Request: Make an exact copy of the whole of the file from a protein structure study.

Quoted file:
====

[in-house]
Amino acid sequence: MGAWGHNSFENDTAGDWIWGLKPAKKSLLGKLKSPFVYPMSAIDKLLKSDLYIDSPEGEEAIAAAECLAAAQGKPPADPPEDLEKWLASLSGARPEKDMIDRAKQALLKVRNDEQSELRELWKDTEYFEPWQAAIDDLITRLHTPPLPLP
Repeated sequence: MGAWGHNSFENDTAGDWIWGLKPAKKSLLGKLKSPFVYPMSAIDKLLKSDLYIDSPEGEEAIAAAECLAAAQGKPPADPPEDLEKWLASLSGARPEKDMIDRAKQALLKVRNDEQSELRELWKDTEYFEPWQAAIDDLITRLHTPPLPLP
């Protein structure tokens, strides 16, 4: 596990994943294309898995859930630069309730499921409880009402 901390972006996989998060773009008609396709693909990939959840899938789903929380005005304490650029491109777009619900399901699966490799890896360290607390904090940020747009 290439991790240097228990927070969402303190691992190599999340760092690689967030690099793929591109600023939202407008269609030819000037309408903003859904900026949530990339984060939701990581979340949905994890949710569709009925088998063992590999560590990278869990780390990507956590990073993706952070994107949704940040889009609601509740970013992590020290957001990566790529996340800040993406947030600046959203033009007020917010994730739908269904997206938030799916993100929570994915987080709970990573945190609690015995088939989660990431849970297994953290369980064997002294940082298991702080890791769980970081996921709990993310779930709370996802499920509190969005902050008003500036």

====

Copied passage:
[in-house]
Amino acid sequence: MGAWGHNSFENDTAGDWIWGLKPAKKSLLGKLKSPFVYPMSAIDKLLKSDLYIDSPEGEEAIAAAECLAAAQGKPPADPPEDLEKWLASLSGARPEKDMIDRAKQALLKVRNDEQSELRELWKDTEYFEPWQAAIDDLITRLHTPPLPLP
Repeated sequence: MGAWGHNSFENDTAGDWIWGLKPAKKSLLGKLKSPFVYPMSAIDKLLKSDLYIDSPEGEEAIAAAECLAAAQGKPPADPPEDLEKWLASLSGARPEKDMIDRAKQALLKVRNDEQSELRELWKDTEYFEPWQAAIDDLITRLHTPPLPLP
């Protein structure tokens, strides 16, 4: 596990994943294309898995859930630069309730499921409880009402 901390972006996989998060773009008609396709693909990939959840899938789903929380005005304490650029491109777009619900399901699966490799890896360290607390904090940020747009 290439991790240097228990927070969402303190691992190599999340760092690689967030690099793929591109600023939202407008269609030819000037309408903003859904900026949530990339984060939701990581979340949905994890949710569709009925088998063992590999560590990278869990780390990507956590990073993706952070994107949704940040889009609601509740970013992590020290957001990566790529996340800040993406947030600046959203033009007020917010994730739908269904997206938030799916993100929570994915987080709970990573945190609690015995088939989660990431849970297994953290369980064997002294940082298991702080890791769980970081996921709990993310779930709370996802499920509190969005902050008003500036």